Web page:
The immune system can respond to a fast food diet the same as a bacterial infection, according to a 2018 study in mice, raising new questions about the damaging effects of regular trips to burger and pizza chains for our health.
Mice fed for a month the equivalent of a “Western diet” high in saturated fat, sugar and salt, without fresh fruits, vegetables or fiber, have been shown to increase the number of immune cells in their blood, just as they would if they had been affected by a microbial infection.
What’s more, this aggressive state of alarm triggered by fast food could persist for the long haul, the international team of researchers said – this is based on recent research on how our immune systems can remember aspects of battles. past that they have led.
“The unhealthy diet caused an unexpected increase in the number of certain immune cells in the blood of mice, especially granulocytes and monocytes, ” said a member of the team, Anette Christ from the University of Bonn in Germany in 2018.
These white blood cells have directed scientists to certain genes activated by food in mice, genes containing progenitor cells – the types of cells responsible for building an army of immune cells.
This genetic breadcrumb trail is important because it is these progenitor cells that have already been shown to have a kind of memory in the face of biological attacks.
In other words, once the body begins to respond to a fast food diet, returning to a healthy diet may not be enough to completely reverse the changes, and this has implications for our overall health.
This is because when the mice resumed their usual grain diet after a month, the inflammation subsided, but the genetic reprogramming that made the mice more susceptible to future attack remained.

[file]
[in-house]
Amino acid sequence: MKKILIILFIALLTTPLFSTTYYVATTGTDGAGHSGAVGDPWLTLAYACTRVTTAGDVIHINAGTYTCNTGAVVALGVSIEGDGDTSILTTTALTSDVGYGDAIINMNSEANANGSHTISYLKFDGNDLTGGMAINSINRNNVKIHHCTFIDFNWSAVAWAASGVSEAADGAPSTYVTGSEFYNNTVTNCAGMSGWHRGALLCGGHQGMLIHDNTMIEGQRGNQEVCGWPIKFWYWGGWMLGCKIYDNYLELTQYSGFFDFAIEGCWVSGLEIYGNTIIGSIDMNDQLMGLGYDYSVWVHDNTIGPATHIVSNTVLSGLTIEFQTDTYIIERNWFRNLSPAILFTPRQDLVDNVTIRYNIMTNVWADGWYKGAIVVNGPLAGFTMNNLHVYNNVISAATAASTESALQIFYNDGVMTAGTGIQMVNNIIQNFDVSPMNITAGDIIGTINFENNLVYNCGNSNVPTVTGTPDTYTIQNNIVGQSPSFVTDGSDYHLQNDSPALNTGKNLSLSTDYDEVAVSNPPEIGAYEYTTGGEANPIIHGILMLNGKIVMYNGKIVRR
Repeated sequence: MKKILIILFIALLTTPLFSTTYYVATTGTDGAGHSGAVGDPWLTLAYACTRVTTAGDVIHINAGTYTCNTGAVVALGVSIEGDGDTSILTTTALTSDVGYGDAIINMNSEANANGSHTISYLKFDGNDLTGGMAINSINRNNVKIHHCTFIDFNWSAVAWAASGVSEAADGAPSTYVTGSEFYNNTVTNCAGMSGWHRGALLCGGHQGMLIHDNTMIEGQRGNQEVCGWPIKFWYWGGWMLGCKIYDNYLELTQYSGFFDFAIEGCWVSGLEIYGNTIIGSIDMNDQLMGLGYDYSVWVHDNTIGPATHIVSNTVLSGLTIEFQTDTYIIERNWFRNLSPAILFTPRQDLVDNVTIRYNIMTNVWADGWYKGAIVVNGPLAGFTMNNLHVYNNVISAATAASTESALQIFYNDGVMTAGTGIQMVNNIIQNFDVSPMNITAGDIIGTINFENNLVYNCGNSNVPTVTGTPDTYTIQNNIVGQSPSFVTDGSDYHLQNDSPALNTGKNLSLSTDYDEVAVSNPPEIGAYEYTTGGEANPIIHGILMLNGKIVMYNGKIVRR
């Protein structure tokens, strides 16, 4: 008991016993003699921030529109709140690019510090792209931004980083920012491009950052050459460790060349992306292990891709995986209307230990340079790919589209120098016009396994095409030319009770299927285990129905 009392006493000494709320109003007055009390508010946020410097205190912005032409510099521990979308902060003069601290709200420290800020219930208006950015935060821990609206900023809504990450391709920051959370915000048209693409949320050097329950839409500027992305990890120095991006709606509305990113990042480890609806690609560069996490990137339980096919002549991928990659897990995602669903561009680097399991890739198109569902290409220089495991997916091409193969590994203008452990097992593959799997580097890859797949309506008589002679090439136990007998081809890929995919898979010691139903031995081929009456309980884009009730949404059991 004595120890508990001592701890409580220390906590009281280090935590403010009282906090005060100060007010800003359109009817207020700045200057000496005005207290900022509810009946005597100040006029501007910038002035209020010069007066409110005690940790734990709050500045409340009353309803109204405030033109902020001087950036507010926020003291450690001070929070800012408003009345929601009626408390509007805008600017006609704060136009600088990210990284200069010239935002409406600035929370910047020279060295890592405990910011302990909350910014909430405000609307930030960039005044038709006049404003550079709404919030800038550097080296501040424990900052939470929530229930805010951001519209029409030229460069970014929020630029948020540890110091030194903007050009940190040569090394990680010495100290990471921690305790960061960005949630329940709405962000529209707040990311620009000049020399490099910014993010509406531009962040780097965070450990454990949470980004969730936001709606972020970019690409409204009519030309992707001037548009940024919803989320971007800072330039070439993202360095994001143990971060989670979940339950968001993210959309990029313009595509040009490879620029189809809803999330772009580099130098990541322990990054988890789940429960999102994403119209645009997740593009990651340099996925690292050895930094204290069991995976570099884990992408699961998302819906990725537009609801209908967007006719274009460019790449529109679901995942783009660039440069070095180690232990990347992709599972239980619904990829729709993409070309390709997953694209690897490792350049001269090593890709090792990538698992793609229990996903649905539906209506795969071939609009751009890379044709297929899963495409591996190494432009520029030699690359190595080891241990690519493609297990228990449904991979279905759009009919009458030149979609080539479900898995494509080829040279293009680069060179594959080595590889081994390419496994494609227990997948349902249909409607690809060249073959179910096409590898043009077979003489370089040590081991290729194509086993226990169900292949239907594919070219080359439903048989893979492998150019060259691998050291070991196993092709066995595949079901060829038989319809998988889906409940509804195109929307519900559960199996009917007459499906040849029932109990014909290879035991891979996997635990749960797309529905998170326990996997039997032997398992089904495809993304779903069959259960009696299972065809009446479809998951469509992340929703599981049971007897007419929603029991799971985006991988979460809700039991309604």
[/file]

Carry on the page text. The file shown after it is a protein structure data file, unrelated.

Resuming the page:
“It was only recently that it was discovered that the innate immune system has a form of memory”, said one of the researchers, Eicke Latz from the University of Bonn. “After an infection, the body’s defenses remain in a sort of alarm state, so that it can react more quickly to a new attack.”
It is normally an infection that produces such a response, but here it was the equivalent of a fast food diet for mice. It means inflammation – and the problems associated with it, like type II diabetes – could be more easily triggered in the future.
So far, we only have evidence of this in mice, although the animals are chosen for their genetic similarity to human beings.
If the same type of reaction occurs inside our bodies, it further proves the link between unhealthy eating and health issues such as type II diabetes, obesity and heart problems, the researchers say.
Scientists have also identified a “fast food sensor” inside immune cells, based on examinations of 120 mice. A signaling system called the NLRP3 inflammasome appears to be the one on the lookout for this type of diet change, although we don’t yet understand how it works.
It’s another warning sign that even as the rate of deadly infections and viruses declines, we are balancing these health improvements with poor diet and lack of exercise, researchers say.
“These results therefore have significant societal relevance”, said Latz. “The fundamentals of healthy eating need to become a much more important part of education than they are now.”
“Children have a choice of what they eat each day. We must allow them to make conscious decisions about their eating habits.”
The research was published in Cell.
A version of this article was first published in January 2018.